Orientation day: Schedule an orientation day before the first day of training to explain goals, objectives, curriculum, and rules of participation. (Same as described in Job Readiness Level I above.)

Curriculum: Focus on the issue areas listed in Job Readiness Level I in addition to the issues below.

  • Employment barrier resolution. As part of the curriculum, participants should work on barriers to employment. Trainers should discuss these issues with each participant throughout the course.

  • Self-esteem and confidence-building. This is an essential area of improvement for those participants without workplace experience or job skills.

  • Time and stress management. Help participants improve chronic punctuality problems and suggest strategies for dealing with the resulting stress caused
    by poor time management.

  • Money management and budgeting. This is a critical skill for participants who want to reorganize their lives and prepare for the eventual challenge of living without the aid of public assistance. This segment of the training typically includes how to open a checking or savings account and tips for balancing a checkbook.

  • Employer interviews. Participants in the longer pre-employment training cycle should be prepared and required to take a minimum of two to three actual job interviews to give them the experience and post-interview assessment.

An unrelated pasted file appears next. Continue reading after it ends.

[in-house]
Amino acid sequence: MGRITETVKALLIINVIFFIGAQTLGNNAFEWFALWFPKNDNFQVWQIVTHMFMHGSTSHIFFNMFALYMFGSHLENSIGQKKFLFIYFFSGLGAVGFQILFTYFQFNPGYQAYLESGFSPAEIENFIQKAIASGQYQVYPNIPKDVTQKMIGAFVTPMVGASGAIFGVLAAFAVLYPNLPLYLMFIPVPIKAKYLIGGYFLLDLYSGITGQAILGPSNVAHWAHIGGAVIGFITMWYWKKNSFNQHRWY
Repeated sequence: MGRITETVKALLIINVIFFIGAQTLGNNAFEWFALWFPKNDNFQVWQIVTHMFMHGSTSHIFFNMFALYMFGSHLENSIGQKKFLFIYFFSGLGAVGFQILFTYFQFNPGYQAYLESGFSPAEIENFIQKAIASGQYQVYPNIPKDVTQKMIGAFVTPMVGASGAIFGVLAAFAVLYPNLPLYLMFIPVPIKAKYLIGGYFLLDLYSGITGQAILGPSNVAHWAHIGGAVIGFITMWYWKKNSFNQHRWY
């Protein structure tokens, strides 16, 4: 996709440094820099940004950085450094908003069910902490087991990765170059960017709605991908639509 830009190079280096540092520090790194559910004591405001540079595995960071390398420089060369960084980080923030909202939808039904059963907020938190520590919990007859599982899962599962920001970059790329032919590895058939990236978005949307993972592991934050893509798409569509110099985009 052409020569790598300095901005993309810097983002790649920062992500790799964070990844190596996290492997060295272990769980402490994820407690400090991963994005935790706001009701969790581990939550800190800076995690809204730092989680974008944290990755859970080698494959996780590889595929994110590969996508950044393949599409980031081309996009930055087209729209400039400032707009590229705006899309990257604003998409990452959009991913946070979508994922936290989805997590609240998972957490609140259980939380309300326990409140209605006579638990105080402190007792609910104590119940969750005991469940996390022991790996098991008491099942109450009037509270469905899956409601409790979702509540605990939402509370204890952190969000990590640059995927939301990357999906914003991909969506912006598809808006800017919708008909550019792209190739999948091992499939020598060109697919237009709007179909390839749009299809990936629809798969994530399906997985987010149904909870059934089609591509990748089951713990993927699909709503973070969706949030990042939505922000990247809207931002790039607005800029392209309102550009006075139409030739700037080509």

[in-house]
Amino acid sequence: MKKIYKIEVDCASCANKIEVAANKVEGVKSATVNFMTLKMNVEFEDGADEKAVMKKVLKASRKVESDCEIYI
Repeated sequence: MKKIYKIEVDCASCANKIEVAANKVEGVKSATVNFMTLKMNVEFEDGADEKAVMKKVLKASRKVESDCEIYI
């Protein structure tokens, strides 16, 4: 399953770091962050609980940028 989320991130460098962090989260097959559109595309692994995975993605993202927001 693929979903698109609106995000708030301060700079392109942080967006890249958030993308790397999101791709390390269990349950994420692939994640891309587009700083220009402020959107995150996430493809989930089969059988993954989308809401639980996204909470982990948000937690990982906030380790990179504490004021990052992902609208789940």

Step 10: Build Staff Capacity in Training.

Successful soft skills training courses depend heavily on trainers who can deliver the curriculum in a credible and inspirational manner. Trainers of the most successful job readiness training models play different roles simultaneously. These roles include:

  • Teacher
  • Authority figure
  • Disciplinarian
  • Role model
  • Parent
  • Friend
  • Potential employer

Trainers must have excellent communication and interpersonal skills, be sensitive, and have motivational training skills. They must also understand and be able to communicate employers' perceptions and point of view about hiring.

Housing authorities that decide to use in-house staff as trainers should explore "train the trainers" courses offered by many job readiness training vendors. If the training entity also provides job placement, the housing authority could try to negotiate an agreement to refer its job-ready graduates for job placement in exchange for a lower fee to train its trainers. Service providers are likely to agree to this because they are often looking for a reliable source of job-ready candidates.